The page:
Danny Eisawy, 10, and eight-year-old JoJo, aka the ‘Litter Kickers’, have been spending several hours a week collecting rubbish strewn around town.
They have decided to match the amount of time they spend playing football with carrying out their environmental duties – they call it the ‘litter-picking law’.
The brothers attend Sussex Road Primary School and last Friday they staged a ‘climate change strike’ outside the gates before lessons began, in solidarity with fellow students and pupils all over Europe.
The litter-picking exploits began after they supported the week-long vigil on River Lawn to save a mature horse chestnut tree from being felled by developers.
The tree, which suffers from bleeding canker, was on the boundary of the land where the new Tonbridge Medical Centre is being built.
Before Christmas protesters gathered at the tree – and in its branches – 24 hours a day to stop Assura from taking the tree down, and they succeeded in saving it.
The siblings’ mother, Charlotte Raveney, says: “They have been with the River Lawn campaign from the start but it all really began with the tree.
“They had two inset days which coincided with the start of the vigil so they spent both days there, then came back over the weekend and after school the following week.
“They are inspired by the idea they can change things by taking action, and there are a lot of things around the world they want to change.”
Their ‘law’ came into force after JoJo asked for a litter-picker for his birthday and then began picking up rubbish on his way to school.
“He loves his football, he plays for Tonbridge Juniors, and that’s how it got started. They decided to do the same amount of litter picking as playing,” says Ms Raveney.
“They spend a lot of time outside, they’ve got a lake behind the house and they love going to Forest School. And Danny got upset about the polar bears and the ice caps.”
“Their cousins came over from Japan, where of course there’s no litter at all, and they were talking around the town and pointing at bits of rubbish and saying ‘dirty, dirty!’
‘It’s the law. If you play four hours of football, you have to do four hours of litter-picking. And we do it daily, or maybe three times a week’
“The boys got quite embarrassed about that and decided to do something about it.”
Danny told the Times: “It’s the law. If you play four hours of football, you have to do four hours of litter-picking. And we do it daily, or maybe three times a week.”
He initiated the demonstration about global warming outside Sussex Road, which started at 8.40am when the school gates usually open.
Danny said: “We heard that all of Europe was doing school strikes, but we didn’t want to miss school so we did our campaign beforehand. But we were allowed to miss 20 minutes of school.
“There were only three of us at the start, we were standing outside the school gates, but by the end there were about 15 or 20 of us.”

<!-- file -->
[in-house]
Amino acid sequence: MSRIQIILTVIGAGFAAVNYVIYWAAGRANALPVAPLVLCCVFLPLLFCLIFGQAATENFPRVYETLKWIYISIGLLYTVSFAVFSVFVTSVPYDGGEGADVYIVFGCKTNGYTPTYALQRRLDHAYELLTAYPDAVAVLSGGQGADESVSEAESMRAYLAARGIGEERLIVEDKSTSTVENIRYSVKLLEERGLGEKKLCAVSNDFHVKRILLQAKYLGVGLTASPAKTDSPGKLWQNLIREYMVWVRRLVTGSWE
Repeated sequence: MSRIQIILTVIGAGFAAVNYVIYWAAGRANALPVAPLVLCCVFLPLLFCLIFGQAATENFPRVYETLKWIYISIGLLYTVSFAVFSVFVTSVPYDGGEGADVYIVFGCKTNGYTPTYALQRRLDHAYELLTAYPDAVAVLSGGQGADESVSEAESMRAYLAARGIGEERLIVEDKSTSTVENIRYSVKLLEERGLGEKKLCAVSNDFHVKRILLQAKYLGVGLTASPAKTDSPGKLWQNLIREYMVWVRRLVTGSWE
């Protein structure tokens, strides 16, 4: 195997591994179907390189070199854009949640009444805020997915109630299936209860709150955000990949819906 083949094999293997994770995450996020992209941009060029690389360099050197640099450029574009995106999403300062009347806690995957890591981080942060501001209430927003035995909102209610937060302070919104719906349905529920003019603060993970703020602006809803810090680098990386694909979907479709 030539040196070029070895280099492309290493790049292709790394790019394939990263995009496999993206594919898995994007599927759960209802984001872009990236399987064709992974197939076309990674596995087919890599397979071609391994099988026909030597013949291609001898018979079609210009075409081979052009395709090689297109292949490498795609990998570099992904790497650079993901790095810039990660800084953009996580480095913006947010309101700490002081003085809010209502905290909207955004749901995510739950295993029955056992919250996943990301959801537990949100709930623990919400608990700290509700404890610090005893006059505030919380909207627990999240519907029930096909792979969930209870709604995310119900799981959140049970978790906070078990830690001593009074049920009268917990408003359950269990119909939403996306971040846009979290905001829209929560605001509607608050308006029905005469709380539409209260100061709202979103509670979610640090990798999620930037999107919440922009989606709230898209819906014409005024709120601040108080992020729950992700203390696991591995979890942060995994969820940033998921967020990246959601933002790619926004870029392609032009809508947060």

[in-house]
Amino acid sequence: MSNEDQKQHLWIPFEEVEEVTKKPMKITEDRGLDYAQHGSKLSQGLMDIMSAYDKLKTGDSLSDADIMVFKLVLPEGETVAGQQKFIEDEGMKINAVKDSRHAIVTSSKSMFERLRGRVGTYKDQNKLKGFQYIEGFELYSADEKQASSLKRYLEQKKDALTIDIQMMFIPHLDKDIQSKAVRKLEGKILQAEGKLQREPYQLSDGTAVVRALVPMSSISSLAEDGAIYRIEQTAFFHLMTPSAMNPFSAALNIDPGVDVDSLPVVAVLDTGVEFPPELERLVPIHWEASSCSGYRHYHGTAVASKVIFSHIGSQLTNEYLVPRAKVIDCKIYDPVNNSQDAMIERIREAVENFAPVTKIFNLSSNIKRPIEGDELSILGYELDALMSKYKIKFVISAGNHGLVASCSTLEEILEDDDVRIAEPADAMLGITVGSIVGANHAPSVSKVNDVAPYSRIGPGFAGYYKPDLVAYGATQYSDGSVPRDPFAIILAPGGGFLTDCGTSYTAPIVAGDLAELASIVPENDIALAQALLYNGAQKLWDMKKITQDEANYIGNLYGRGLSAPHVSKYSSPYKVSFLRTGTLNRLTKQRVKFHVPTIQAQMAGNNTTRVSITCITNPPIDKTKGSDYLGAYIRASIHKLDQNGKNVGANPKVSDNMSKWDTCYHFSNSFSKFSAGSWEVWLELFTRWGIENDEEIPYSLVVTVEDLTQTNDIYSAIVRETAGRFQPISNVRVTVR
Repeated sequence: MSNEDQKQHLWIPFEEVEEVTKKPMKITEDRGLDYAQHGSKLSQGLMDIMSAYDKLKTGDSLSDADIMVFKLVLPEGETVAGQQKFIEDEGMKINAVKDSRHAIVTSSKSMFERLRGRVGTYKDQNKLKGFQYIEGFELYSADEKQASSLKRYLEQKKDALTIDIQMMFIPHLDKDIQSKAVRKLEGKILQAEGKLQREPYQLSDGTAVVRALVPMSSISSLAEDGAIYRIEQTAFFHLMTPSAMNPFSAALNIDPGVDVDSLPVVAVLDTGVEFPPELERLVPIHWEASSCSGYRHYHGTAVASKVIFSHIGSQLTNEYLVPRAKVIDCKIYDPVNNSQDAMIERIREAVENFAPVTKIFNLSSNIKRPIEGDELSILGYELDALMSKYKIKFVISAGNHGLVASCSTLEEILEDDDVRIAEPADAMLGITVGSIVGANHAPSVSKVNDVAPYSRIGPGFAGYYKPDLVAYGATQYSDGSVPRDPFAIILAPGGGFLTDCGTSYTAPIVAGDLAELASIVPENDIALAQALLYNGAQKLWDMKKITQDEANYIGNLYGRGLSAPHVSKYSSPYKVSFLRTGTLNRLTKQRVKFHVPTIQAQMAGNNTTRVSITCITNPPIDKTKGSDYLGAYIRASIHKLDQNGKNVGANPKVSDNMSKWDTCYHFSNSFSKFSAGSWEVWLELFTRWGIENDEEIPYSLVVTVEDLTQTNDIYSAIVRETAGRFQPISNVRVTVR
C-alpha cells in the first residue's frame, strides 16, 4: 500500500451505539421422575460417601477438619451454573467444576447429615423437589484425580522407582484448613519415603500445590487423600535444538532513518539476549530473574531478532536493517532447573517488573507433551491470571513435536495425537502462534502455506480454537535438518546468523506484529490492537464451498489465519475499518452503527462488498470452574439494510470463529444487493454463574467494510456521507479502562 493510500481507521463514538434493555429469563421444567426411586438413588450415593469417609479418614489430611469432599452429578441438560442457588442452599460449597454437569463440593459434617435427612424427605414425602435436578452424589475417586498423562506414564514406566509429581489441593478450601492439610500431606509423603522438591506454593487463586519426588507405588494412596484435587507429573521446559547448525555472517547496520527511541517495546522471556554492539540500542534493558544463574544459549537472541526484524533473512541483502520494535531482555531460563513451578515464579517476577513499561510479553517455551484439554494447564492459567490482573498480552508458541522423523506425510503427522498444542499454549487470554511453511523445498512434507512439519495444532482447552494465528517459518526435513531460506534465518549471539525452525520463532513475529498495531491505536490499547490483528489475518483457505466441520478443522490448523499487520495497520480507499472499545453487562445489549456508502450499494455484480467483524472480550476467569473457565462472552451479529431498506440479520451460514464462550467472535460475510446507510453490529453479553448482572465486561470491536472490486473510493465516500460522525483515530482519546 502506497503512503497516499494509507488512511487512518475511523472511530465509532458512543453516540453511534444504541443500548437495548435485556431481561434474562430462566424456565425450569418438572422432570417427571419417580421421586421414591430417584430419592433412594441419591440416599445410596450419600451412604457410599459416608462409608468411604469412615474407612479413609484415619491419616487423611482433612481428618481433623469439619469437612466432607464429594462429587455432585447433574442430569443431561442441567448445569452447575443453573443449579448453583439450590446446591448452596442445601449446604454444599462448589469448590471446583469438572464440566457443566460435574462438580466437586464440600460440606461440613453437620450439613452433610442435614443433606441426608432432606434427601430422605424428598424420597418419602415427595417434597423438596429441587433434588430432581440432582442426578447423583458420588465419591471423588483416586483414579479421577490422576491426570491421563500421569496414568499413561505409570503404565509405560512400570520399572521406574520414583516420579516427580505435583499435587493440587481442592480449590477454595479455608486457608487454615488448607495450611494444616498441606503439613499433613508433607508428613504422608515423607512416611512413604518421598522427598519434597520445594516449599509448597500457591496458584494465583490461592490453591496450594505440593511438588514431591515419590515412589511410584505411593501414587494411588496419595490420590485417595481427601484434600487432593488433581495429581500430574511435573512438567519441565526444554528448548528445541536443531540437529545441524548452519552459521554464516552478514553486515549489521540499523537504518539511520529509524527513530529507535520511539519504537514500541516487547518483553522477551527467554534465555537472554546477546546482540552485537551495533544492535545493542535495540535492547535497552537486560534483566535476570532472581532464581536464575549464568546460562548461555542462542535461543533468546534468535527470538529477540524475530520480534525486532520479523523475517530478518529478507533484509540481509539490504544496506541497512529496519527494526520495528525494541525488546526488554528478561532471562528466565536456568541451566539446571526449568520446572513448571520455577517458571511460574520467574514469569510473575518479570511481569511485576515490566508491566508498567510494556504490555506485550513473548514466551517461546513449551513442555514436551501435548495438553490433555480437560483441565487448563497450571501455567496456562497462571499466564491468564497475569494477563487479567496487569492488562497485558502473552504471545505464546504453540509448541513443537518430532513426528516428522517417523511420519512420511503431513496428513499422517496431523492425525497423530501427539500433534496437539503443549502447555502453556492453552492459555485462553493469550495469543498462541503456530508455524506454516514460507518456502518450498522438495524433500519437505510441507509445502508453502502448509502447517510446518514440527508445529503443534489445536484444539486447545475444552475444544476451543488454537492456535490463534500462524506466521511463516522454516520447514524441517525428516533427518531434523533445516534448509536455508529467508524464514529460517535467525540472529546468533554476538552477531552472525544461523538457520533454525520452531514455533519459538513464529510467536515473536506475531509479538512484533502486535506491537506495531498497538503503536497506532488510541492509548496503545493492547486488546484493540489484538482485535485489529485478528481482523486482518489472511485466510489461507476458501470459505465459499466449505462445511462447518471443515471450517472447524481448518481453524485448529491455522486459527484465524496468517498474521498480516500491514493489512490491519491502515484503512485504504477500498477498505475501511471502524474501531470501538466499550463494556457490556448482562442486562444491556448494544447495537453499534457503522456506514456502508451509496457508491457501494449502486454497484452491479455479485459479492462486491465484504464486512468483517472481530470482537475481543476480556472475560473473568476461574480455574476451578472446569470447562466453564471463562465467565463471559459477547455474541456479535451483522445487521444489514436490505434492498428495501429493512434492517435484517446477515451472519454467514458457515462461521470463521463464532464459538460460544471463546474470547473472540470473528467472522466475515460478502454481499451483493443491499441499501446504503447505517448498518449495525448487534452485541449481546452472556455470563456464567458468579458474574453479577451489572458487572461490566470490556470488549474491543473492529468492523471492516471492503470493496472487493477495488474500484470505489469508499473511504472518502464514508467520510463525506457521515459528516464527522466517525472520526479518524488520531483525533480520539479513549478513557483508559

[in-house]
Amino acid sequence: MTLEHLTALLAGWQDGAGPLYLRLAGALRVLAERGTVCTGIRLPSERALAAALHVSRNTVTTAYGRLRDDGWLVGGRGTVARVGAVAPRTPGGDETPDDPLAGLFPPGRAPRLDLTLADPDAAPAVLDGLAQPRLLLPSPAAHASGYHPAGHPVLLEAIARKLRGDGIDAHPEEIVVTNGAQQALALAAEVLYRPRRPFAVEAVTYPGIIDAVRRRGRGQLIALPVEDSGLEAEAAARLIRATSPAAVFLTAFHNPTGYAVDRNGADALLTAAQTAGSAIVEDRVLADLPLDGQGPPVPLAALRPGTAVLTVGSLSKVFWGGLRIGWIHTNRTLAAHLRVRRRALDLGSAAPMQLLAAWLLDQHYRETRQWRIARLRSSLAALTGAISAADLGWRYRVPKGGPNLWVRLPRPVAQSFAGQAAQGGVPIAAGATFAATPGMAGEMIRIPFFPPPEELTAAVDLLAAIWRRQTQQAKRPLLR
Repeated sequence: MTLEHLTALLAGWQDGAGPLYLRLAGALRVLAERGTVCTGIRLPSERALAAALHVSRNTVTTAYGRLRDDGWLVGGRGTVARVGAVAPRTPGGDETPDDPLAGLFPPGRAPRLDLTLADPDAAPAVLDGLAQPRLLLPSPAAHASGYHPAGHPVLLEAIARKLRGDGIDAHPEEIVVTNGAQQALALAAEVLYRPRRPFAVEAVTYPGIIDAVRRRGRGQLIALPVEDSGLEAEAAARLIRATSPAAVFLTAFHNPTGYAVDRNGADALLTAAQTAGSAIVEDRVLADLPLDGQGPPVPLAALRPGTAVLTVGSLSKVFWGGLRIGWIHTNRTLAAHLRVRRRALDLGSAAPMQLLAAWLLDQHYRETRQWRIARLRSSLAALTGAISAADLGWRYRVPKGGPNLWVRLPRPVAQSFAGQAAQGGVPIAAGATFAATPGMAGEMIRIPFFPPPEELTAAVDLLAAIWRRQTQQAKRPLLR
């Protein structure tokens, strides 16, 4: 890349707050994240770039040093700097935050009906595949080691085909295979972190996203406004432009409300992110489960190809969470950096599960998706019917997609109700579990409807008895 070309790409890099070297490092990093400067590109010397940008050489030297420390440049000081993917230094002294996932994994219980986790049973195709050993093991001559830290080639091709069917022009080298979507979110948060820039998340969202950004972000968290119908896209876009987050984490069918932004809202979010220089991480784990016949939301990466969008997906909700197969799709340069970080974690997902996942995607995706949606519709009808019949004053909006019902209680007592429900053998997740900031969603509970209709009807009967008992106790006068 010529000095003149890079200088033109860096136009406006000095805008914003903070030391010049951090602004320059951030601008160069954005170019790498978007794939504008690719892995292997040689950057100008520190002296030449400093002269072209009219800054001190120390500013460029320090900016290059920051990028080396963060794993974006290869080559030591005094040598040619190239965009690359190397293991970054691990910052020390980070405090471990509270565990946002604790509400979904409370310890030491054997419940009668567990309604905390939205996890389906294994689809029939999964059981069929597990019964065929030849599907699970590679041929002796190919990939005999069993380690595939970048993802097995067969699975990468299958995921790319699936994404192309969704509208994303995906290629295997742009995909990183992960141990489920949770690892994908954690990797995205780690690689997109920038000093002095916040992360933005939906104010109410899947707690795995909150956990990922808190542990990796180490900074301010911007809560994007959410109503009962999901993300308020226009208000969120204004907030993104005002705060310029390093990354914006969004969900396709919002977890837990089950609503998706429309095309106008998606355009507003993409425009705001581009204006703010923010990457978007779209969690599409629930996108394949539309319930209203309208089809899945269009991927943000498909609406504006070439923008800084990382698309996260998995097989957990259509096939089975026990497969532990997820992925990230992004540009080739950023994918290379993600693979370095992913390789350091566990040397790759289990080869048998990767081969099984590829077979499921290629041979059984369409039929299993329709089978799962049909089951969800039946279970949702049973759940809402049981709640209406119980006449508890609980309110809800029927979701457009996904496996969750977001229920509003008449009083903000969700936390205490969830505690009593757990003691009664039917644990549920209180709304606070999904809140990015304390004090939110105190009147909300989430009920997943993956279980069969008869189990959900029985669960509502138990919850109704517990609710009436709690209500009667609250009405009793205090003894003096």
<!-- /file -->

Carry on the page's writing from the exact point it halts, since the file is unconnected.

He added: “It got very loud. There are 400 students in the school and the parents as well, so I had to shout very loud. I was singing ‘save our world’ and ‘stop climate change’.
“My friend kept whispering in my ear, telling me what to say. I didn’t always say what he told me to, though – I was filtering it.”
They were nominated by Police Community Support Officer Jack Bridger and Tamsin Ritchie, TMBC’s Environmental Projects Coordinator.
In their citation for the ‘fantastic boys’ they said: “Wow, if everyone could be a bit more environmentally minded as these two demonstrate, our borough really would be cleaner, safer and greener.”
Litter has little to do with puppies for Lulu
AMONG the recipients of the Environmental Champions award was Lulu the spaniel, who collects litter as part of her daily walks around Tonbridge Racecourse with owner Gary Longley.
A volunteer at Haysden Country Park, Mr Longley is a previous recipient of the Environmental Champion award.
His springer-cocker cross was nominated by Anthony Bales, who previously worked as a Ranger for TMBC at Haysden.
Mr Longley explained: “I’ve been doing litter picking voluntarily for quite a few years now and when we went around first of all, I had to have a bag with me. She’d walk 50 yards and I’d have to put her in the bag because she was a bit tired.
“Now we go for three hours around the park on Sunday, picking up litter and making sure everything’s OK. She thoroughly enjoys herself. I think she’d like to spend the whole day out.”
He added: “She’s a bit of a celebrity, everybody knows her and they think it’s amazing that a dog can do a job that humans should be doing.”
Fantastic with plastic
Other winners from the town were Raquel De Dicuru, who organises the Big Tonbridge Plastic Clean-up around Town Lock area; and Jonathan and Charlotte Fagg, a father and daughter who have gone out every weekend for several months to collect litter along routes from The Slade where they live towards Haysden Country Park.
They recently cleared out the pillbox by the River Medway near Lucifer Bridge, filling three black bags full of rubbish.